Motivation

Our project team is using the Git version control tool for most new development. I have become comfortable with the tool, but it took me a little time to reach that state. Unlike many other useful software development tools, the problem with Git is not lack of documentation; on the contrary, an incredible amount of documentation exists and is accessible via web searches.

Let me start by providing the links that I ended up finding the most useful to this Git novice:

After reviewing these and other references and tutorials on the Git version control tool, I thought yet another demonstration of the basic features might provide value. This demonstration shows a simple cross-workstation sharing workflow using a central shared repository. This demonstration uses a USB memory stick in sneakernet mode as the central repository; however, a network shared folder or a GitHub.com repository would be equivalent.

Getting Git

The easiest way to get started with Git in a Windows environment is to obtain Portable Git for Windows from here:

http://code.google.com/p/msysgit/downloads/detail?name=PortableGit-1.7.10-preview20120409.7z

In order to unpack the file, you may need the 7-Zip File Manager program from here:

http://www.7-zip.org/

Expand PortableGit-1.7.10-preview20120409.7z into any local folder, such as C:\PortableGit

After expanding the PortableGit folder contents, you will have a local copy of HTML documentation for Git in the C:\PortableGit\doc\git\html sub-folder. This includes a copy of the Git User’s Manual as user-manual.html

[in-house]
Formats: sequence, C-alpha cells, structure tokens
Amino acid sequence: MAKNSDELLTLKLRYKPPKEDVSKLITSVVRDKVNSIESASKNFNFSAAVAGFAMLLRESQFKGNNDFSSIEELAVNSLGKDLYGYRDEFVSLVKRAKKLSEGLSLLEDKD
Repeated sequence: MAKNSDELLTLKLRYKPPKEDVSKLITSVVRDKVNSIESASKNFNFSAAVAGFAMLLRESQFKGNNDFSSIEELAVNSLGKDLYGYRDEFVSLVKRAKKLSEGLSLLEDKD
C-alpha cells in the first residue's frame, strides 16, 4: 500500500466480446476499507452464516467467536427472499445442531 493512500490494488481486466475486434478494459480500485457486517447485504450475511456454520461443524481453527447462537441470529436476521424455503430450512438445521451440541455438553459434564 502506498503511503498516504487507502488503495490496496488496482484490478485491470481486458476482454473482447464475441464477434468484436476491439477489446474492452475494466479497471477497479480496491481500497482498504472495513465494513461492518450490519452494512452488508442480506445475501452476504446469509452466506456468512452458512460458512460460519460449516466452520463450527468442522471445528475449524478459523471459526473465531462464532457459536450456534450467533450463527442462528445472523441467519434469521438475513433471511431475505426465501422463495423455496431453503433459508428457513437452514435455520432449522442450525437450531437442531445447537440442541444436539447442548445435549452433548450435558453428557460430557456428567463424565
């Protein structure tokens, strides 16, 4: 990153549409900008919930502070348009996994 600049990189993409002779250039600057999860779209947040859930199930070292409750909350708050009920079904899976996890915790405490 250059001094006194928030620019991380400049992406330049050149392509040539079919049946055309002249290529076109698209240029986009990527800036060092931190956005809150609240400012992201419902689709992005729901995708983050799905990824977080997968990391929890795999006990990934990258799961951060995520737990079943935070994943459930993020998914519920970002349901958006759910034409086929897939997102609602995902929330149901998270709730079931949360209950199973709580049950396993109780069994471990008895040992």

Launch a Git command-prompt console window by double-clicking either git-bash.bat or git-cmd.bat from within C:\PortableGit (or whatever local folder you chose).
Both command-prompt environments support the same Git commands; the difference is which operating system commands they also support.
Git-cmd supports standard MS-DOS style Windows Command-Prompt commands;
Git-bash supports Unix/Linux commands.

This demonstration uses Java software development and tests application execution on
Windows and Linux environments, so the examples use the Git-bash version.  Equivalent Git-cmd operations may be noted from time to time.

A Note on the Demonstration Approach

This demonstration uses the Hurricane Poker Java application described in my January 21, 2012, article: Playing Poker with Prolog and Java.

We are going to perform a historical reenactment of some recent edits made to the program to improve its use of Unicode special characters to be compatible across multiple operating systems. The previously established GitHub repository provides me with the historical copies of the software files at various points in time. However, all activity within the confines of our demonstration uses brand new repositories created during the reenactment.